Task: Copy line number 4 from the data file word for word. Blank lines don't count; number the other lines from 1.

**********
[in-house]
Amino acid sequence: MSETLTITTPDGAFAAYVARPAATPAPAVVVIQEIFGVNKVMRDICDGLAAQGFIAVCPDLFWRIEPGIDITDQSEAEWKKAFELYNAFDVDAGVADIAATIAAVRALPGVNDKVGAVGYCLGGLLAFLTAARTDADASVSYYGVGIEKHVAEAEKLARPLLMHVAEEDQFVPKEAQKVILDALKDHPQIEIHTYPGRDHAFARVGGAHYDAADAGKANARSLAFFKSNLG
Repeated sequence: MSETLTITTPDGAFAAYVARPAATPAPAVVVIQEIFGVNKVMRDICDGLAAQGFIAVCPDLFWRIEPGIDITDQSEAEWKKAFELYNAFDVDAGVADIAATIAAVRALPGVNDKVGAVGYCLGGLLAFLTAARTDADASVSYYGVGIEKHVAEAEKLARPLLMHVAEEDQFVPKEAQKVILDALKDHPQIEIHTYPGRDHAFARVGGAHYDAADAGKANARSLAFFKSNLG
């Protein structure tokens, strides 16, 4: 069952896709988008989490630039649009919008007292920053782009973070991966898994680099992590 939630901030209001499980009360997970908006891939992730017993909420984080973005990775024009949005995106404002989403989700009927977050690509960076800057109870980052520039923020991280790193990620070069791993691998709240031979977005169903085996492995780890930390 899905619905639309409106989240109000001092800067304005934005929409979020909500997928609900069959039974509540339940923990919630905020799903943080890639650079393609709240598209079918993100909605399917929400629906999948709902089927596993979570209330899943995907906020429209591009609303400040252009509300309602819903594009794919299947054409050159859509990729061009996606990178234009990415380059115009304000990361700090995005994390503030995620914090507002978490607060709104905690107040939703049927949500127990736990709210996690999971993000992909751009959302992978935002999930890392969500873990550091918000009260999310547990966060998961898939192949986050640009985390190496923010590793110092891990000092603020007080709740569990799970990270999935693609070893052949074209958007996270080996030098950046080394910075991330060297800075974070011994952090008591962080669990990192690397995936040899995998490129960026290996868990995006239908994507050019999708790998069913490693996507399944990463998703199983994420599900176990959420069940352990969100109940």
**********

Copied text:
């Protein structure tokens, strides 16, 4: 069952896709988008989490630039649009919008007292920053782009973070991966898994680099992590 939630901030209001499980009360997970908006891939992730017993909420984080973005990775024009949005995106404002989403989700009927977050690509960076800057109870980052520039923020991280790193990620070069791993691998709240031979977005169903085996492995780890930390 899905619905639309409106989240109000001092800067304005934005929409979020909500997928609900069959039974509540339940923990919630905020799903943080890639650079393609709240598209079918993100909605399917929400629906999948709902089927596993979570209330899943995907906020429209591009609303400040252009509300309602819903594009794919299947054409050159859509990729061009996606990178234009990415380059115009304000990361700090995005994390503030995620914090507002978490607060709104905690107040939703049927949500127990736990709210996690999971993000992909751009959302992978935002999930890392969500873990550091918000009260999310547990966060998961898939192949986050640009985390190496923010590793110092891990000092603020007080709740569990799970990270999935693609070893052949074209958007996270080996030098950046080394910075991330060297800075974070011994952090008591962080669990990192690397995936040899995998490129960026290996868990995006239908994507050019999708790998069913490693996507399944990463998703199983994420599900176990959420069940352990969100109940």